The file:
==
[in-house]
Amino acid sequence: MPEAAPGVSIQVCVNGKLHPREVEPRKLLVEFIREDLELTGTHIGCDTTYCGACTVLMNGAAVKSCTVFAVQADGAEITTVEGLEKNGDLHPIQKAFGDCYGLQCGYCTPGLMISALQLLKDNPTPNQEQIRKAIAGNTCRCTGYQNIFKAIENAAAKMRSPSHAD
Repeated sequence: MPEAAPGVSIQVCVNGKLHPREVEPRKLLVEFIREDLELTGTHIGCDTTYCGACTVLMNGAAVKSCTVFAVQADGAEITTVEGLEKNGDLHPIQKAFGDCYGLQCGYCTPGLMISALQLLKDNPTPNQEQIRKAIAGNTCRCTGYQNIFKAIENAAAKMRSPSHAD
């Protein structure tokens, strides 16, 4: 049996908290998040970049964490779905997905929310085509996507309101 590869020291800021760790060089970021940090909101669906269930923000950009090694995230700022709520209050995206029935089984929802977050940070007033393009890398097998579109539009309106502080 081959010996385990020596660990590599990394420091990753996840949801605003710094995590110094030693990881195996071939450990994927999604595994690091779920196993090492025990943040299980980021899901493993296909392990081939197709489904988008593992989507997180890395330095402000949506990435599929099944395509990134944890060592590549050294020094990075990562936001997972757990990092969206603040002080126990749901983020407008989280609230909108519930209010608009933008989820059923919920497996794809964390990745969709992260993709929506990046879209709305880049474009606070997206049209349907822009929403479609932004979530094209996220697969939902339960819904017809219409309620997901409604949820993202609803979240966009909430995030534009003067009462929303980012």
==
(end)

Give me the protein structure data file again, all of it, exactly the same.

[in-house]
Amino acid sequence: MPEAAPGVSIQVCVNGKLHPREVEPRKLLVEFIREDLELTGTHIGCDTTYCGACTVLMNGAAVKSCTVFAVQADGAEITTVEGLEKNGDLHPIQKAFGDCYGLQCGYCTPGLMISALQLLKDNPTPNQEQIRKAIAGNTCRCTGYQNIFKAIENAAAKMRSPSHAD
Repeated sequence: MPEAAPGVSIQVCVNGKLHPREVEPRKLLVEFIREDLELTGTHIGCDTTYCGACTVLMNGAAVKSCTVFAVQADGAEITTVEGLEKNGDLHPIQKAFGDCYGLQCGYCTPGLMISALQLLKDNPTPNQEQIRKAIAGNTCRCTGYQNIFKAIENAAAKMRSPSHAD
């Protein structure tokens, strides 16, 4: 049996908290998040970049964490779905997905929310085509996507309101 590869020291800021760790060089970021940090909101669906269930923000950009090694995230700022709520209050995206029935089984929802977050940070007033393009890398097998579109539009309106502080 081959010996385990020596660990590599990394420091990753996840949801605003710094995590110094030693990881195996071939450990994927999604595994690091779920196993090492025990943040299980980021899901493993296909392990081939197709489904988008593992989507997180890395330095402000949506990435599929099944395509990134944890060592590549050294020094990075990562936001997972757990990092969206603040002080126990749901983020407008989280609230909108519930209010608009933008989820059923919920497996794809964390990745969709992260993709929506990046879209709305880049474009606070997206049209349907822009929403479609932004979530094209996220697969939902339960819904017809219409309620997901409604949820993202609803979240966009909430995030534009003067009462929303980012």